Levelling With The Public About
March 17, 2009
“Anyone in management not planning to spend considerably less in the next year is living in cloud cuckoo land.’ This was the bleak, yet candid, commercial assessment of a high profile businessman in my constituency.
Most people in the political world accept that the same strictures must apply to government. At some point, some unpalatable and politically difficult decisions will have to be made on public spending. But in the final year of this parliament, how open and honest should the political class be with the electorate about the scale of the troubles that lie ahead? Should we Conservatives be the first to tell some home truths about our nation’s economic future?
I have long argued that we should tell it as it is to the electorate and believe we must continue to do so for one compelling reason: in the event that we are elected, it is crucial that we have a strong and clear mandate to do what is necessary to put the public finances back on track. After the next election it will not be enough simply to freeze or trim public expenditure. Instead much more radical solutions will be necessary. Policymakers will need to re-evaluate where the State’s empire should properly start and end.
I accept that this message is not an easy one to deliver. Indeed there are some sound political reasons to avoid even starting down such a path.
For a start, the extreme economic volatility of recent months is likely to continue well beyond the forthcoming election year. There can be few certainties about the state of the economy to be inherited by any incoming administration. Specific policy commitments are arguably unwise.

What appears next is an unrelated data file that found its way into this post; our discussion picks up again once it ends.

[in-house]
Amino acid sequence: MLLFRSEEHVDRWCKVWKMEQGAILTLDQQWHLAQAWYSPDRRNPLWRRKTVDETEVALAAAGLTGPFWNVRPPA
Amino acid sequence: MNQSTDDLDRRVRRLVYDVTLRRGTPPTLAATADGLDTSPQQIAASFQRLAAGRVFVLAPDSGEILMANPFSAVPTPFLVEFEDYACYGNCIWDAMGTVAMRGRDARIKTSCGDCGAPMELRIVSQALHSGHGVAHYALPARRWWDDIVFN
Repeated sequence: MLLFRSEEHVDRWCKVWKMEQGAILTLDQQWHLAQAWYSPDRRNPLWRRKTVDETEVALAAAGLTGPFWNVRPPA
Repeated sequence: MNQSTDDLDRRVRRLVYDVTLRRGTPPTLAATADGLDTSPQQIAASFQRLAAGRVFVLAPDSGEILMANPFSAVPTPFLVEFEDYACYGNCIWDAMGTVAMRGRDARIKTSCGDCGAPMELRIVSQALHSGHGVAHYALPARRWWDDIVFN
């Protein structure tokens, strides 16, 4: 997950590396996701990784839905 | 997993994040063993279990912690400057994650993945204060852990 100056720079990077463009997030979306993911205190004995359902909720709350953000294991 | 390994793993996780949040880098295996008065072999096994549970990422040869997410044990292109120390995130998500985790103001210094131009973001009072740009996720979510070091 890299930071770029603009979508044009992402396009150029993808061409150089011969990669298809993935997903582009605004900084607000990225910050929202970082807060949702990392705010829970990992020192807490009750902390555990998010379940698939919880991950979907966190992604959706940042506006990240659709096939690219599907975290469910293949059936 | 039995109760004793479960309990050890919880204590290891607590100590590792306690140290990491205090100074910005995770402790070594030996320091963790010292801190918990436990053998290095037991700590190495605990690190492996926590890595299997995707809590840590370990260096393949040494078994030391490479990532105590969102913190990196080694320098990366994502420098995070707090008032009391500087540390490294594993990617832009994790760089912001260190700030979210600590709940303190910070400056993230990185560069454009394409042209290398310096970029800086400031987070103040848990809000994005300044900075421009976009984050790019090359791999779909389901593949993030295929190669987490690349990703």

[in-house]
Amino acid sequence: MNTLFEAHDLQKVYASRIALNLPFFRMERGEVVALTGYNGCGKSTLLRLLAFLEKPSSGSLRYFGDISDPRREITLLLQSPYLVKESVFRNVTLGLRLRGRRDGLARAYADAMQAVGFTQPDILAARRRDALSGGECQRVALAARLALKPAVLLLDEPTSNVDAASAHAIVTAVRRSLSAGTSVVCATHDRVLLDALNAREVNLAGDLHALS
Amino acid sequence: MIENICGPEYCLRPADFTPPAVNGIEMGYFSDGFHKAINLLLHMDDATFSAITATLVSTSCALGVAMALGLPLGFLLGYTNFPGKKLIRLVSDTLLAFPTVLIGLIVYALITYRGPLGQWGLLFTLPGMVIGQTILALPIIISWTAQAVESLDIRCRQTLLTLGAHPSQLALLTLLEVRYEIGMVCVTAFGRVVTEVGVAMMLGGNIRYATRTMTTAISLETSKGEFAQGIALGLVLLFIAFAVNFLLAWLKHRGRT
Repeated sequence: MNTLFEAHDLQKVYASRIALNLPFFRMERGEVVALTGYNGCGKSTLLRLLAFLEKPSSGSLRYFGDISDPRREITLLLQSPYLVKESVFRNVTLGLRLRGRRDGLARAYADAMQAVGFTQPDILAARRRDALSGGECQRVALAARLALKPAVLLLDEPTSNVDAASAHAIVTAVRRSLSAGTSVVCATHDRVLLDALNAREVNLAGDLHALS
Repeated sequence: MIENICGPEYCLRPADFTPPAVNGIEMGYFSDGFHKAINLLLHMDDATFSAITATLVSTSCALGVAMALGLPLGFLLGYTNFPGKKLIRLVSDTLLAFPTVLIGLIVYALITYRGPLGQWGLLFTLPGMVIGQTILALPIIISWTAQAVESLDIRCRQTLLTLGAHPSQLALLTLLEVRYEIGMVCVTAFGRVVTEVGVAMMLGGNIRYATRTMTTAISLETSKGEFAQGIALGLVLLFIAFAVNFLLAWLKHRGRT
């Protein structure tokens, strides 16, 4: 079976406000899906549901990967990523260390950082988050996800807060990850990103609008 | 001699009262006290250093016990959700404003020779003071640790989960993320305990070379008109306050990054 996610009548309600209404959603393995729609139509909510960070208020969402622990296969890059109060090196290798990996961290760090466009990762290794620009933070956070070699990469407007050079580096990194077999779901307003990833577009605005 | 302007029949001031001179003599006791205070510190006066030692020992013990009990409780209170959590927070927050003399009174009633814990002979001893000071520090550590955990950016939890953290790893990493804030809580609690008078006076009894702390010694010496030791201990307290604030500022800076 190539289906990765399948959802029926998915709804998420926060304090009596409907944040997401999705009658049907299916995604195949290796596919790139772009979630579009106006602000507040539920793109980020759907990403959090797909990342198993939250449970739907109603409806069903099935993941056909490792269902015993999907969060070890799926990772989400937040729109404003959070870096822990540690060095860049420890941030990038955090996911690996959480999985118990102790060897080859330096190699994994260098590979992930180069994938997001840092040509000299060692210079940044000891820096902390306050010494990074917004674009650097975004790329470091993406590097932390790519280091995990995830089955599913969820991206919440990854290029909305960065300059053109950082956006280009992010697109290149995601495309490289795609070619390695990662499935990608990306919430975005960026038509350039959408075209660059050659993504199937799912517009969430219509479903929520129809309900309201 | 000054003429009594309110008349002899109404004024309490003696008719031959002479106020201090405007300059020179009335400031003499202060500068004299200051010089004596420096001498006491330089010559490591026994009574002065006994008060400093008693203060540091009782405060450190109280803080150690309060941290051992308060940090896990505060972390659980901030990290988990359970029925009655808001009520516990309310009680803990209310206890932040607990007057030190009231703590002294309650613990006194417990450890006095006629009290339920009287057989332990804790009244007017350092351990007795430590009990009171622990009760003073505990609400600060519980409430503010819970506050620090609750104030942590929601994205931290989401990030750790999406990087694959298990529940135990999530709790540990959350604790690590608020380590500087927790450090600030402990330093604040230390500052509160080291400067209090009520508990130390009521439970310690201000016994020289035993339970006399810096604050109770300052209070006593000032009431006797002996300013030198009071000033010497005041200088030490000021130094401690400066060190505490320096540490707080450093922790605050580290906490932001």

It is also worth reflecting that for many, this recession is still ‘happening to someone else’, with the real pain and anger being felt by only a minority. For those in (relatively) secure employment – including most in the public sector – the cost of living has fallen dramatically over the past year. Many with tracker mortgages are paying less than half the cost servicing housing debt than they were a year ago. Similarly a visit to the supermarket or filling station has become noticeably cheaper in recent months.
In these tumultuous times, the overwhelming emotion for many is utter bewilderment. Understandably most electors fail to grasp the magnitude of the current economic difficulties, when unfathomable levels of spending and debt running to hundreds of billions of pounds are routinely banded around in news coverage. Reducing departmental government expenditure by a few billion seems small beer when compared to the colossal sums expended in the banking bailout. So why try? In the run-up period to the general election, do we really need to rock the boat on public spending? It will be unpalatable to many that taxpayers’ money can happily be spent bailing out banks and bankers whilst public services are cut back. Similarly to the 750,000 more working in the public sector than twelve years ago, the prospect of public spending cuts is unlikely to appeal.
It is also conceivable that this state of denial will continue, especially as government continues to lead the public to believe that it will always be there to cushion the blow.
The Conservative leadership is mindful of the experience of the last two general election campaigns, when our proposals for what in the current situation seem like pathetically modest savings in government expenditure were misrepresented as ‘severe public spending cuts’ by our political opponents. Moreover, a bleak and uncompromising economic message runs counter to the positive, optimistic outlook that the Party has sought to project under David Cameron’s leadership.
As a counter to the more general state of disillusionment with the political process, we must offer a positive programme that does not focus solely on the blame game. This requires avoiding an economic message that looks dangerously unappealingly in the face of unrealistic spending pledges made by a Labour Party with nothing to lose and a Liberal Democrat Party unlikely to be probed deeply.